Young Life began in 1941 when a small town pastor realized his youth ministry needed to adapt in order to reach the town’s disengaged teenagers. Rather than trying to get young people to traditional church programs, his ministry began meeting with them through clubs held in their homes. Today, Young Life has grown into a network of 67,000 volunteers supporting two million young people across 104 countries and continues to innovate new approaches to reach adolescents.
Enabling business agility at scale
Young Life knows what works for a high school club in Pennsylvania, doesn’t necessarily translate to a club serving deaf youth in Mongolia. But maintaining the unique donor and volunteer management processes of each location is no small task. The nonprofit relies on Salesforce and a robust change management process to keep up with constantly changing needs.
“Each of our 8,500+ ministries operate like entrepreneur-led businesses. Our challenge is keeping up with requests from the different area directors, while also ensuring Salesforce works as a central system for financial reporting and global programs,” says Kevin Spinks, Sr. Director of IT at Young Life.
To keep up with all of the requests, Young Life established a standard release management process for Salesforce that allows individual team members to work on their projects in separate orgs before promoting their work to a User Acceptance Testing (UAT) sandbox and ultimately production. Before even going live with Salesforce, Spinks realized that manually deploying relational data and configuration changes was not a long term option for the team. Additionally, securing PII data throughout the testing process was a big concern.
“Our Data Architects are far too valuable resources to have them spending most of their day migrating data just so we can begin work,” acknowledges Spinks. “Plus, given the sensitive nature of our data, we wanted to eliminate the need for CSV exports in our development process.”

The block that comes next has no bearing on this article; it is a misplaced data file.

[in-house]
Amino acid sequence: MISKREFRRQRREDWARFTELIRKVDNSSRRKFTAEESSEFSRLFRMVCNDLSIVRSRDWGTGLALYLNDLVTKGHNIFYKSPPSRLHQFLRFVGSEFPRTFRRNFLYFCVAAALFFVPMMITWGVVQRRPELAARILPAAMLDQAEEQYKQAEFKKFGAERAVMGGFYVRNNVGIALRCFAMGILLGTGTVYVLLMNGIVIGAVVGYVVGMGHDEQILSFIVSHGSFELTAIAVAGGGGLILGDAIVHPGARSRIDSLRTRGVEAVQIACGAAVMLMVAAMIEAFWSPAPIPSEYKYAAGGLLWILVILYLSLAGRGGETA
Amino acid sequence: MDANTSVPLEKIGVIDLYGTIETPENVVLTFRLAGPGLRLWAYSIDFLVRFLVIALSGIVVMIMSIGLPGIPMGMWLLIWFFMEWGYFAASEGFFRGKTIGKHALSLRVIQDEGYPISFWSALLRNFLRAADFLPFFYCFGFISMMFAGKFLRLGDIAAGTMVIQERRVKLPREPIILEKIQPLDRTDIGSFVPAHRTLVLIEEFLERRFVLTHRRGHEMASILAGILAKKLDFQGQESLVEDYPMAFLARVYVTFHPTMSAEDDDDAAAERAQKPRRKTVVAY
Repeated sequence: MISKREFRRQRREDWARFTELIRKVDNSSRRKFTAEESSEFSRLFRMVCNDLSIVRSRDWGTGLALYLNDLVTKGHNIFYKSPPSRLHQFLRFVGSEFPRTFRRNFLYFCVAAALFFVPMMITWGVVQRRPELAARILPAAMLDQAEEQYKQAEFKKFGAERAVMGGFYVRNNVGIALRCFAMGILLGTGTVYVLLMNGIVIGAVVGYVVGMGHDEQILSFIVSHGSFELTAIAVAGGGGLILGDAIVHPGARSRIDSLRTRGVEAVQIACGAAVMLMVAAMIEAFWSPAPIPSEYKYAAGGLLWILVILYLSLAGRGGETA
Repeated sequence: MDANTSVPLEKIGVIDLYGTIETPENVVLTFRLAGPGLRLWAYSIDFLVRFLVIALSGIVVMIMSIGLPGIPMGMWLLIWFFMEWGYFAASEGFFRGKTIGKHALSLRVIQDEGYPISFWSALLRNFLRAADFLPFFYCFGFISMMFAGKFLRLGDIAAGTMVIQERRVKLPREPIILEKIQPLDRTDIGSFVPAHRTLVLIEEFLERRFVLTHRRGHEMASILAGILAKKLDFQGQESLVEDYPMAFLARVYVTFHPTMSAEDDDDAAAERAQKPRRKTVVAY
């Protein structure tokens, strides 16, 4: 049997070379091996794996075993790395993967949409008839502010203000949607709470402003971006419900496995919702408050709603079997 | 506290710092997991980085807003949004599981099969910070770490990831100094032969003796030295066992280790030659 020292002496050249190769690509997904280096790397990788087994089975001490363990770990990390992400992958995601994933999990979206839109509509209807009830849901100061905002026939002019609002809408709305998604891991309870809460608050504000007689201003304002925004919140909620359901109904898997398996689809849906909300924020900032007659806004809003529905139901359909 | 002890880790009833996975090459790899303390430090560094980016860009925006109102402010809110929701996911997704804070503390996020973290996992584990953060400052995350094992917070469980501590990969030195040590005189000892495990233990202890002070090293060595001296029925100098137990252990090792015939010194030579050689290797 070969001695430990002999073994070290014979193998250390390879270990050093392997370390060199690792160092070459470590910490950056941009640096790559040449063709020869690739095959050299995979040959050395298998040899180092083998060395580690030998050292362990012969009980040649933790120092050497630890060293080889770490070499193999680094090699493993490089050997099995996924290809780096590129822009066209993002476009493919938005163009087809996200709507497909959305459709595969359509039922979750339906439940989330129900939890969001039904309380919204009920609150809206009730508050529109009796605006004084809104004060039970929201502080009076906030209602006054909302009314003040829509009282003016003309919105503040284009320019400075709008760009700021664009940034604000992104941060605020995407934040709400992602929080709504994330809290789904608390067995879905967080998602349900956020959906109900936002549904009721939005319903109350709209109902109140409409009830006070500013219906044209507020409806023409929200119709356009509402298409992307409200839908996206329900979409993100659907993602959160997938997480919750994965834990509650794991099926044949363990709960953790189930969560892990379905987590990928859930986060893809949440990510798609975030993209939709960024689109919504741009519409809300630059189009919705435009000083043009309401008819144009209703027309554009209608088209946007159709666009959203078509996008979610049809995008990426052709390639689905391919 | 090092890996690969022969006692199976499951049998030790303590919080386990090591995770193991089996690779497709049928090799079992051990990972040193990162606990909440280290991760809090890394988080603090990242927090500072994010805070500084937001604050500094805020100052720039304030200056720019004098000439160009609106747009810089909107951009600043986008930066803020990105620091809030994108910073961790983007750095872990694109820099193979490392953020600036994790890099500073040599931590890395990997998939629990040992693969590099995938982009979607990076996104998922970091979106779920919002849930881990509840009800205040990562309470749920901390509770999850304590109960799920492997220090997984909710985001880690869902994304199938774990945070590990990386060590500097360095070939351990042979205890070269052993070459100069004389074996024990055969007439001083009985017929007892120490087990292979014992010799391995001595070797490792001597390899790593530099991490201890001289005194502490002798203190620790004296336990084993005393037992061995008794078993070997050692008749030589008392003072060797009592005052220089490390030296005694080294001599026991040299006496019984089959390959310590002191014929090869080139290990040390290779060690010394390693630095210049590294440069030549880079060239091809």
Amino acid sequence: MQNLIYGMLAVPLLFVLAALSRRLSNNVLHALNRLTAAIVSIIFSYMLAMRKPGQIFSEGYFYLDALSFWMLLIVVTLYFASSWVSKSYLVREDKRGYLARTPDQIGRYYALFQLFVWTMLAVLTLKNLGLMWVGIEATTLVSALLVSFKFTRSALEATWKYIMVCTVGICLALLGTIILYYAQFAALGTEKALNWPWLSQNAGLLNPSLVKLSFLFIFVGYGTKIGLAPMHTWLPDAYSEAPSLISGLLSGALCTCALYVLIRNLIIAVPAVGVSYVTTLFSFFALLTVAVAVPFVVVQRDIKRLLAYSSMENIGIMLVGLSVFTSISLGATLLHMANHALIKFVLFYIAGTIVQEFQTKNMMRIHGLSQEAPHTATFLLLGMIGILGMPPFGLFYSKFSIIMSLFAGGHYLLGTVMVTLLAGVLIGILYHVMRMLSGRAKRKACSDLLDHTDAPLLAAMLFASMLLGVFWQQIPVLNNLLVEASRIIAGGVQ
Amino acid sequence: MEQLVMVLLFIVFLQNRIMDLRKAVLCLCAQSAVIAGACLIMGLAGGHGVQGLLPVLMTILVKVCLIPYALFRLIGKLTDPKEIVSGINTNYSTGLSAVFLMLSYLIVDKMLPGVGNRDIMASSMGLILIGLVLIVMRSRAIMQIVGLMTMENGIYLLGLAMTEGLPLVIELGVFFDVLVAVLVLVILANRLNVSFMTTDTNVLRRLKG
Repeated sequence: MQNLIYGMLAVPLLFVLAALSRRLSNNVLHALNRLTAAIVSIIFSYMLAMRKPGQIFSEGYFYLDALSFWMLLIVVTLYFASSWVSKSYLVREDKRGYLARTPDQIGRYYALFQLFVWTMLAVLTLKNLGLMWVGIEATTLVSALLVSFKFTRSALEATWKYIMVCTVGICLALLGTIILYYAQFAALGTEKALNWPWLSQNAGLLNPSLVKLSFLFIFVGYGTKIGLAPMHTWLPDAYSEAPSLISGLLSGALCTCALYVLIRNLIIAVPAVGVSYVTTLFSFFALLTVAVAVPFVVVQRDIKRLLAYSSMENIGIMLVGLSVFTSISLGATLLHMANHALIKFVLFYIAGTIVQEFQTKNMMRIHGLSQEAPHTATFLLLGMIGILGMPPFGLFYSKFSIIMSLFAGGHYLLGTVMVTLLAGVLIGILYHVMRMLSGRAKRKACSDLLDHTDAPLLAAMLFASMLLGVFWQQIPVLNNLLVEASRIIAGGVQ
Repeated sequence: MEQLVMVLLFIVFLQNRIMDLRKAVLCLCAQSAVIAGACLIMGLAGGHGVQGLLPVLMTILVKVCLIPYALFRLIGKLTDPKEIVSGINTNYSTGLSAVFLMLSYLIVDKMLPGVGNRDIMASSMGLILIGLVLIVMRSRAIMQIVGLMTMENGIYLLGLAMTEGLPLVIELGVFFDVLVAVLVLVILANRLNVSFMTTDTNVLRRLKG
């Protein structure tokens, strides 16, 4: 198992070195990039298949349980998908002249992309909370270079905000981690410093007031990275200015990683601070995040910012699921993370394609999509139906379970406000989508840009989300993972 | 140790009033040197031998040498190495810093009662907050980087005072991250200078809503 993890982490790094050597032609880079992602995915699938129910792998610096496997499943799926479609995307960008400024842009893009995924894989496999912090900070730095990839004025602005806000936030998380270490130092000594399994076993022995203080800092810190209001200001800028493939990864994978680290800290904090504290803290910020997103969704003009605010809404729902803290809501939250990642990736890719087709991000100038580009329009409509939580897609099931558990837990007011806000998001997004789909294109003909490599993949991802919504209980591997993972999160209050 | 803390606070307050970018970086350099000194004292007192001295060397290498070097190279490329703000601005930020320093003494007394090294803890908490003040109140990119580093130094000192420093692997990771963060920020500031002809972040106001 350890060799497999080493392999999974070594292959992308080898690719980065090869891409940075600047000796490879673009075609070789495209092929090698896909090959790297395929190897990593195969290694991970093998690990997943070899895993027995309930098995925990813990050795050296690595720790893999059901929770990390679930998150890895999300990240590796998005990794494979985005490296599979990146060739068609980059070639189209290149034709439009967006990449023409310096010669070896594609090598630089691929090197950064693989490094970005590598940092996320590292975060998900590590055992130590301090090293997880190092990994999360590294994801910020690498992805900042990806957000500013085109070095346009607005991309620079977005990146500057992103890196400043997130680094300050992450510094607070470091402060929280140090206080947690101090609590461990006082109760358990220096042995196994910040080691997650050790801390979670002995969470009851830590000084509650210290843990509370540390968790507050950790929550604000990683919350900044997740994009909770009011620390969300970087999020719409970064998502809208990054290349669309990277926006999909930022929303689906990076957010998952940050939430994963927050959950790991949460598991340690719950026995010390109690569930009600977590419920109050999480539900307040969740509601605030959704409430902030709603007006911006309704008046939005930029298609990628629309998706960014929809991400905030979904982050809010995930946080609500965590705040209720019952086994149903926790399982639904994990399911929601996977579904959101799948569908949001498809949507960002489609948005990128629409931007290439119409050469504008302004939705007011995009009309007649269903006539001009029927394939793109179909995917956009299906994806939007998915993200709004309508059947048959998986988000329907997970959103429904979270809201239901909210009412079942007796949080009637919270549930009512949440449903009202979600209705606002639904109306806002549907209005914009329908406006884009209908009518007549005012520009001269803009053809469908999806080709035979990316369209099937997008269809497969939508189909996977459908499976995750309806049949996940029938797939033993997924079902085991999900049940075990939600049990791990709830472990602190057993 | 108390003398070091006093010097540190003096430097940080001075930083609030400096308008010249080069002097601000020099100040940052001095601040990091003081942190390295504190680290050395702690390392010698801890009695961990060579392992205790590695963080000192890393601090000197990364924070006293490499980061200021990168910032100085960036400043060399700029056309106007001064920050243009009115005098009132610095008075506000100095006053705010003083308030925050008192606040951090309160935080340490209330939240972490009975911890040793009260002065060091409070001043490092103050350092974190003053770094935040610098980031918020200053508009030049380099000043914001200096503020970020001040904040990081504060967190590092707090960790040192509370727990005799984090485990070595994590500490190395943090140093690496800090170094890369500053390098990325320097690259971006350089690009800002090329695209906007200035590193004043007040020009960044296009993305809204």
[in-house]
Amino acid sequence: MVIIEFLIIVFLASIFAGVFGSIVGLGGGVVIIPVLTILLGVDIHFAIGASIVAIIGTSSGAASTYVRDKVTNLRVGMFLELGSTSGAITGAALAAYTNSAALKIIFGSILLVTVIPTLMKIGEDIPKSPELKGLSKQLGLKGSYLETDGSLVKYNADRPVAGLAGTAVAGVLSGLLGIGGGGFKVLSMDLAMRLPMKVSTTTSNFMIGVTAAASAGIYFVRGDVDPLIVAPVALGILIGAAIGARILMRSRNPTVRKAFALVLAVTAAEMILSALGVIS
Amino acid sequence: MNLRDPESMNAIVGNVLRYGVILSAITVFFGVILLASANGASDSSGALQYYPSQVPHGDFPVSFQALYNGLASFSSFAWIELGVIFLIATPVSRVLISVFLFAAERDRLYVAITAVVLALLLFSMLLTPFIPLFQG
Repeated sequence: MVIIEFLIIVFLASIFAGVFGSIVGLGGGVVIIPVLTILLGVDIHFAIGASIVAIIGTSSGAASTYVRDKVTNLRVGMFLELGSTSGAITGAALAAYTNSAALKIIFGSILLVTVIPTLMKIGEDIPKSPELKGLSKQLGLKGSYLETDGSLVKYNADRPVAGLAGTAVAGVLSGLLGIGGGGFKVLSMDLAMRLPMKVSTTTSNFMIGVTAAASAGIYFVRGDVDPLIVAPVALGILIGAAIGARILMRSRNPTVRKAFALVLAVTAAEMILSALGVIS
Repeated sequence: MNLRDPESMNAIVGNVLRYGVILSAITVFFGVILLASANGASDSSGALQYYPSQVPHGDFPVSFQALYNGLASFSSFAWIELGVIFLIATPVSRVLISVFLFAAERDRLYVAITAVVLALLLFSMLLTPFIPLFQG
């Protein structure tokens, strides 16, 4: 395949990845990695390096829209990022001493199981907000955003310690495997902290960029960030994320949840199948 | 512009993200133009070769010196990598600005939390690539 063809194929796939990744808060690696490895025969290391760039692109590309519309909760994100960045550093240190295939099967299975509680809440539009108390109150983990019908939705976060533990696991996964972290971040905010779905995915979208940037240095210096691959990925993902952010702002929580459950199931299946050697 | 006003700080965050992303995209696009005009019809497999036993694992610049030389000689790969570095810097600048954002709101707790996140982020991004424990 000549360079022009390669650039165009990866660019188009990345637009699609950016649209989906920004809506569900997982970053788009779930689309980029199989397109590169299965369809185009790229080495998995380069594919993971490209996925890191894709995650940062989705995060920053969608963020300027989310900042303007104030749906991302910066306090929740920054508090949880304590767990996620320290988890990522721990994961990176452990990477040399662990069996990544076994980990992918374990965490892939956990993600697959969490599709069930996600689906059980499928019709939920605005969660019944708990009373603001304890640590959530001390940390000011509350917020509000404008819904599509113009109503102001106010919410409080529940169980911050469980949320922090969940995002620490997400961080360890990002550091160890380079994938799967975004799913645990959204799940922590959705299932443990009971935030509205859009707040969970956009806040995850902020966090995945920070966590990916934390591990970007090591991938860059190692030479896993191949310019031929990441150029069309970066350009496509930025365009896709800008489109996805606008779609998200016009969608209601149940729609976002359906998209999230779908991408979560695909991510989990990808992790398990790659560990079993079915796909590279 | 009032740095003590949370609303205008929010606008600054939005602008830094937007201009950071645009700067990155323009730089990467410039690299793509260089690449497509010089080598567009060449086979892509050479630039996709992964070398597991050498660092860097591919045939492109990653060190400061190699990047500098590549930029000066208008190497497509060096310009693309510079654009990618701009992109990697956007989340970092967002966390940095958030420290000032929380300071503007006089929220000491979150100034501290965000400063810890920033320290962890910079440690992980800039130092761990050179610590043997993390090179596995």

IT operations at the pace of business
Young Life initially chose Prodly AppOps Release to solve data migration challenges with complex Salesforce Billing data, but quickly expanded use cases across all of their low-code development. Now AppOps Release is an essential part of Young Life’s release management process for all of Salesforce.
“Prodly is essential to our change management process. Without AppOps Release, we wouldn’t have the manpower to keep up with all the projects we’re managing,” says Spinks.
AppOps Release gives Young Life a simple, secure, and automated way to deploy data between Salesforce orgs so the team can work projects through the release cycle faster and more reliably. Advanced data selection capabilities give Young Life granular control over what data to deploy from org to org so the team can limit data to the project scope and obfuscate sensitive data. Every data set and deployment plan Young Life creates can be reused for future projects to extend deployment automation even further.
As a project moves through testing and UAT, AppOps Release provides the flexibility to use objects from any of their Salesforce orgs making it simple to promote changes to the underlying data schema. Another advantage when deploying between orgs is the ability to automatically turn off triggers and Process Builder processes.
Automated deployments bolster testing and user acceptance
Being able to run the entire project cycle with real configurations and data makes development and testing easier. The team can identify issues earlier in the release cycle, preventing unnecessary delays to the project.
“If a problem makes it into UAT, we’re now a whole week behind in our sprint, and we’ve wasted a lot of people’s time and energy. With Prodly, we find issues earlier in the development pipeline when they’re easier and cheaper to resolve,” explains Spinks.
UAT is also improved because the team can demo solutions that function exactly as they would in production to users. Young Life’s team can produce higher fidelity demos to show users how the project meets business requirements, making it easier to obtain user approval.
“We’re not asking users to imagine it working. We’re able to show them how their project will work in their real day to day. That’s really powerful,” says Spinks.